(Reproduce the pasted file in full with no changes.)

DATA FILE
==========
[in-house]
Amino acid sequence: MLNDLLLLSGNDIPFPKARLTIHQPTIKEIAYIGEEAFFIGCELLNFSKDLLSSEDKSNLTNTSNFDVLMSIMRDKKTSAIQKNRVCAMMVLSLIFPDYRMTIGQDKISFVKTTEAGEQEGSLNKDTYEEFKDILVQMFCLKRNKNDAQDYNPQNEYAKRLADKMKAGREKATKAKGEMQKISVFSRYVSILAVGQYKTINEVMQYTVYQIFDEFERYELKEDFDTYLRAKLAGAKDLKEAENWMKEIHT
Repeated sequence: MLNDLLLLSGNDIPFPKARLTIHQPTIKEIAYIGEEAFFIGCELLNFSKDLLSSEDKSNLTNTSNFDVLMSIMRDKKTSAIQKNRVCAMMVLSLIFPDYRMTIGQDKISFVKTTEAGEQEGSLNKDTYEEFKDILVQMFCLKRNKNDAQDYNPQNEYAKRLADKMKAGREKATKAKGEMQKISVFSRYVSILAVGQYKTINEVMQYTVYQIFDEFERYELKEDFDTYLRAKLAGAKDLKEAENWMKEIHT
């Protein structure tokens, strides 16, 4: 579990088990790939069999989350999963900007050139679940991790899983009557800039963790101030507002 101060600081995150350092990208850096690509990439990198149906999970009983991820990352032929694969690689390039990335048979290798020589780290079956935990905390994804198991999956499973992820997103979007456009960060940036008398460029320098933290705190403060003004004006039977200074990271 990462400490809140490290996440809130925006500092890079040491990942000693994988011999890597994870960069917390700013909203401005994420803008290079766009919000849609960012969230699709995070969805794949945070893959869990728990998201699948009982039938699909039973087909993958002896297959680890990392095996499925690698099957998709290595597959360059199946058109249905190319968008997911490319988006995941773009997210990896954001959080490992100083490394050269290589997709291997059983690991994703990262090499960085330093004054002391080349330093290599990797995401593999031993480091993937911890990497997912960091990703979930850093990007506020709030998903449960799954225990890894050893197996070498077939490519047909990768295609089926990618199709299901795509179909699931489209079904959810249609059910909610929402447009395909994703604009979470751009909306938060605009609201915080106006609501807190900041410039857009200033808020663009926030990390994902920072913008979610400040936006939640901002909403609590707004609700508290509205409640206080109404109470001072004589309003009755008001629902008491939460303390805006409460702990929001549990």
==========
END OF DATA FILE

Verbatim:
[in-house]
Amino acid sequence: MLNDLLLLSGNDIPFPKARLTIHQPTIKEIAYIGEEAFFIGCELLNFSKDLLSSEDKSNLTNTSNFDVLMSIMRDKKTSAIQKNRVCAMMVLSLIFPDYRMTIGQDKISFVKTTEAGEQEGSLNKDTYEEFKDILVQMFCLKRNKNDAQDYNPQNEYAKRLADKMKAGREKATKAKGEMQKISVFSRYVSILAVGQYKTINEVMQYTVYQIFDEFERYELKEDFDTYLRAKLAGAKDLKEAENWMKEIHT
Repeated sequence: MLNDLLLLSGNDIPFPKARLTIHQPTIKEIAYIGEEAFFIGCELLNFSKDLLSSEDKSNLTNTSNFDVLMSIMRDKKTSAIQKNRVCAMMVLSLIFPDYRMTIGQDKISFVKTTEAGEQEGSLNKDTYEEFKDILVQMFCLKRNKNDAQDYNPQNEYAKRLADKMKAGREKATKAKGEMQKISVFSRYVSILAVGQYKTINEVMQYTVYQIFDEFERYELKEDFDTYLRAKLAGAKDLKEAENWMKEIHT
């Protein structure tokens, strides 16, 4: 579990088990790939069999989350999963900007050139679940991790899983009557800039963790101030507002 101060600081995150350092990208850096690509990439990198149906999970009983991820990352032929694969690689390039990335048979290798020589780290079956935990905390994804198991999956499973992820997103979007456009960060940036008398460029320098933290705190403060003004004006039977200074990271 990462400490809140490290996440809130925006500092890079040491990942000693994988011999890597994870960069917390700013909203401005994420803008290079766009919000849609960012969230699709995070969805794949945070893959869990728990998201699948009982039938699909039973087909993958002896297959680890990392095996499925690698099957998709290595597959360059199946058109249905190319968008997911490319988006995941773009997210990896954001959080490992100083490394050269290589997709291997059983690991994703990262090499960085330093004054002391080349330093290599990797995401593999031993480091993937911890990497997912960091990703979930850093990007506020709030998903449960799954225990890894050893197996070498077939490519047909990768295609089926990618199709299901795509179909699931489209079904959810249609059910909610929402447009395909994703604009979470751009909306938060605009609201915080106006609501807190900041410039857009200033808020663009926030990390994902920072913008979610400040936006939640901002909403609590707004609700508290509205409640206080109404109470001072004589309003009755008001629902008491939460303390805006409460702990929001549990």